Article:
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Facial Spasms

Myokymia is an uncontrolled contraction (or quivering) of muscles along the lower and/or upper eyelids of one or both eyes. This usually results from anxiety and stress, fatigue, and caffeine. The contractions are often so small that they are not visible to others. Fortunately, this resolves on its own over several weeks.

Facial Spasms: About

Benign essential blepharospasm (BEB) is uncontrolled contraction of muscles around the eyes. The condition affects both sides and may result in a variety of problems including difficulty opening the eyes, rapid fluttering of the eyelids, or forced contraction of the lids and brows. When the mouth and neck are involved with the spasms, the condition is called Meige syndrome. The initial symptoms may be excessive blinking with progression to more forceful and frequent muscle contraction. The spasms disappear during sleep and may be made worse with bright lights, fatigue or emotional stress.

The cause of BEB is unknown. The diagnosis may be made by your physician examining you and observing your facial movements. Blepharospasm is a benign condition that requires no further diagnostic testing.

(Courtesy of Eric Eggenberger, DO.)
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Aberrant facial nerve regeneration may occur after an episode of facial paralysis (e.g. Bell’s palsy) as an attempt by the body to reinnervate the paralyzed area. This rewiring can lead to eyelid twitching, drooping, and even tearing when other muscles of facial expression are activated (e.g. smiling, chewing).

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Hemifacial spasm (HFS) is uncontrolled contraction of the muscles on one side of the face, usually including the eyelids. The initial symptom may be twitching of the eyelids, with progression to involve the muscles on one entire side of the face. The severity of symptoms may vary from mild fluttering to forceful contraction. Unlike blepharospasm, this condition occurs during sleep.

HFS is sometimes caused by irritation of the facial nerve at the base of the skull. This irritation may be the result of an abnormal blood vessel pulsating against the facial nerve. When the facial nerve is irritated, it causes the facial muscles to contract and spasm. Less than 1% of cases are caused by a tumor. Therefore, your physician may recommend magnetic resonance imaging (MRI).

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Myokymia will stop on its own, particularly if the underlying cause is addressed. Oral medications are rarely effective in treating blepharospasm or HFS. The benefits are variable and short-lasting. These medicines may have undesirable side-effects, with patients complaining of fatigue or “clouding” of their thoughts.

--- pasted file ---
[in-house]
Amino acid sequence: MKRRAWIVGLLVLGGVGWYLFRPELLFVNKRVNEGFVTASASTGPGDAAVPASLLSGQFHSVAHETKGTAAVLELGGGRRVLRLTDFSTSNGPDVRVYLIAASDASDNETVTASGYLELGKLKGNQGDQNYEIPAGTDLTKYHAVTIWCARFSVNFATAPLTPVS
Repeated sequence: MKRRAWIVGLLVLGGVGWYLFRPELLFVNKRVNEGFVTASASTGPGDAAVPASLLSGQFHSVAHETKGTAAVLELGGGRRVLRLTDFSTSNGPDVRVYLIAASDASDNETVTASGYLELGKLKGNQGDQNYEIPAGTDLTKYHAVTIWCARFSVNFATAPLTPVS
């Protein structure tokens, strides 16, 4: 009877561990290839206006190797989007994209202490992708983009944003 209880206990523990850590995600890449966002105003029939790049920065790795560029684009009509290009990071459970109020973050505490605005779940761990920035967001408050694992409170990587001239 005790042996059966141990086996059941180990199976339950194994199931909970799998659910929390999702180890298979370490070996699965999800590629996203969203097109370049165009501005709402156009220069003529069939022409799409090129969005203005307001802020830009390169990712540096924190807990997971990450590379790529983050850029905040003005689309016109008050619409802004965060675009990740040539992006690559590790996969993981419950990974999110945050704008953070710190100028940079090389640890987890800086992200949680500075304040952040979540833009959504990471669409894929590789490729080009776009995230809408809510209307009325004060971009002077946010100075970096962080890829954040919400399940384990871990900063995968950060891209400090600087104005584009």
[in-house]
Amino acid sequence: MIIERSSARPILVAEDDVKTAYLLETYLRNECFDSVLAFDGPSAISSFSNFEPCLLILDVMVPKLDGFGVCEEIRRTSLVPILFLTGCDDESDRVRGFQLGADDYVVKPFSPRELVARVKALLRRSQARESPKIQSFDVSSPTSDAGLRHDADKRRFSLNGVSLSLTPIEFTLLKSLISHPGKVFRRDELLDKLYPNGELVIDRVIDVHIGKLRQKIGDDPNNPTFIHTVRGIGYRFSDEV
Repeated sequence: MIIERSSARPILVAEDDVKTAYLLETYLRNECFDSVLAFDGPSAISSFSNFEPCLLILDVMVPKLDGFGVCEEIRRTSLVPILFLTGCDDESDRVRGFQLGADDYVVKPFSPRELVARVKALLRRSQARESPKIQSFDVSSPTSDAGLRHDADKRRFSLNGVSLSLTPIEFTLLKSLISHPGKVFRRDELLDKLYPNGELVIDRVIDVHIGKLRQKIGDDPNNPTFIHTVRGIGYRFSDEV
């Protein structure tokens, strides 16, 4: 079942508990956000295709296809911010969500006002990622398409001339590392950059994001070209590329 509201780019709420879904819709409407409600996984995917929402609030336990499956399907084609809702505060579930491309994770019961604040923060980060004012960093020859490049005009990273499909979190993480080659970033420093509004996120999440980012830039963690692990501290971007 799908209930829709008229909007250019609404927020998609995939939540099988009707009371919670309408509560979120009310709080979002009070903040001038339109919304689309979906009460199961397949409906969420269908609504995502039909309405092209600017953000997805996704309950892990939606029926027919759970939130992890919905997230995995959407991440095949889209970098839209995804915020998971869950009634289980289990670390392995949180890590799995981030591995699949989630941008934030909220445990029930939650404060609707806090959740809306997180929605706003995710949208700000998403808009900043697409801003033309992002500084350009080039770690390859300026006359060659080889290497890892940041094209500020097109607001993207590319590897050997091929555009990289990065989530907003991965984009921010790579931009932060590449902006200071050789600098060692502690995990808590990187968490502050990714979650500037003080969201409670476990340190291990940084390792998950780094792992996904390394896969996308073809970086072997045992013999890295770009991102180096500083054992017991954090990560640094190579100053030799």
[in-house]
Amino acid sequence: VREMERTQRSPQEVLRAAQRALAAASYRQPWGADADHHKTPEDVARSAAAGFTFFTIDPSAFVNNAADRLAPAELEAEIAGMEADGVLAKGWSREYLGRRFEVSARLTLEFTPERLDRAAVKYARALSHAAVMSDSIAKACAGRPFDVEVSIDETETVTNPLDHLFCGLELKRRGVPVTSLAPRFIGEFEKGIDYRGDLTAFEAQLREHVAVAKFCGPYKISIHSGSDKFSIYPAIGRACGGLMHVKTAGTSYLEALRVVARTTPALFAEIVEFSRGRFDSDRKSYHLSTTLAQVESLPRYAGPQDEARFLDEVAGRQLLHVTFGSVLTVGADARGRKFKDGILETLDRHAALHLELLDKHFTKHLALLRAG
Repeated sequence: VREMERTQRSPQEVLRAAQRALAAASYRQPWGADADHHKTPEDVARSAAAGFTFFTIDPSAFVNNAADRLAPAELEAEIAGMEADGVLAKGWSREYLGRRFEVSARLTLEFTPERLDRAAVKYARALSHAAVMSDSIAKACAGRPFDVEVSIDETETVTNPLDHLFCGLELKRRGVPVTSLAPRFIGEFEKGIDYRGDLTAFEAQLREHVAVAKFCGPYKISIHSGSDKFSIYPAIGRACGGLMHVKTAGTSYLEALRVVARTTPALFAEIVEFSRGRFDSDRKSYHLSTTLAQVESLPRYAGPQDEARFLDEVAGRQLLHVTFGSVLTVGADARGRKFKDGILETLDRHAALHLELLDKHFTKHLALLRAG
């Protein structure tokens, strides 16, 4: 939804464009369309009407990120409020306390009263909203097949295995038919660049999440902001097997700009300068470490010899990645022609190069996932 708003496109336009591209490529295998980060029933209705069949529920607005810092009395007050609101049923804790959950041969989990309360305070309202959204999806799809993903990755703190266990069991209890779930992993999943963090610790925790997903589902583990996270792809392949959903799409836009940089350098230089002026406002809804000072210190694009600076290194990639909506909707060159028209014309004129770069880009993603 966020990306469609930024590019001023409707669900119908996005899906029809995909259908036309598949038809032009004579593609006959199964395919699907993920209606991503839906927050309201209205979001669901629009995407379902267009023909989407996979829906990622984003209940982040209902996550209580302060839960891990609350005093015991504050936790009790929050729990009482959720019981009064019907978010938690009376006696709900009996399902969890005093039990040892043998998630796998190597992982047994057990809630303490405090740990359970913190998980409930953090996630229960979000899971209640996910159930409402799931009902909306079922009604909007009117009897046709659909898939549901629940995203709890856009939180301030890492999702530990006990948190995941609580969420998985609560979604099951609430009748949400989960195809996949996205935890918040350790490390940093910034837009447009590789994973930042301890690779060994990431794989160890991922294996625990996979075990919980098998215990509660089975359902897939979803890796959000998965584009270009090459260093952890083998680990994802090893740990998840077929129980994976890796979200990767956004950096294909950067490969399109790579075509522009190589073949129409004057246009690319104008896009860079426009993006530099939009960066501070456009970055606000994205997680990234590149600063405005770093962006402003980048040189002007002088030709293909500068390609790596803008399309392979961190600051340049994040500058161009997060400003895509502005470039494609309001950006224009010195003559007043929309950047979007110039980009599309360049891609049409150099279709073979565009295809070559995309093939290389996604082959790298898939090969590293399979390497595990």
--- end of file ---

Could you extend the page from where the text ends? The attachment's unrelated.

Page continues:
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The most common treatment of BEB, aberrent facial nerve regeneration, and HFS is with botulinum toxin injections. Botulinum toxin is FDA approved for the treatment of these disorders. The toxin is injected into the muscles at several sites around the eyelids and brow to prevent unwanted contractions. The effects of botulinum toxin last an average of two to four months, and injections may be repeated as needed. This treatment has been found to be safe and effective. Side effects are uncommon and last only for a short time, and may include droopy eyelids and double vision.

Man Getting Botox
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Surgery may be recommended for BEB if botulinum toxin therapy is not successful. Protractor myectomy surgery removes the eyelid muscle responsible for eyelid closure. This surgery is successful for some but not all patients. Many patients still require botulinum toxin injections after myectomy surgery. Surgery for HFS may be contemplated if an aberrant blood vessel is found to be the cause. The surgery involves microvascular decompression of the vessel near the brainstem to relieve pressure on the facial nerve.

Dark glasses are a mainstay of supportive therapy, and serve two purposes. They block the bright lights (which worsen spasms), and they hide the eyes from other people. As stress makes these conditions worse, stress management intervention may be helpful.

Facial Spasms: Text
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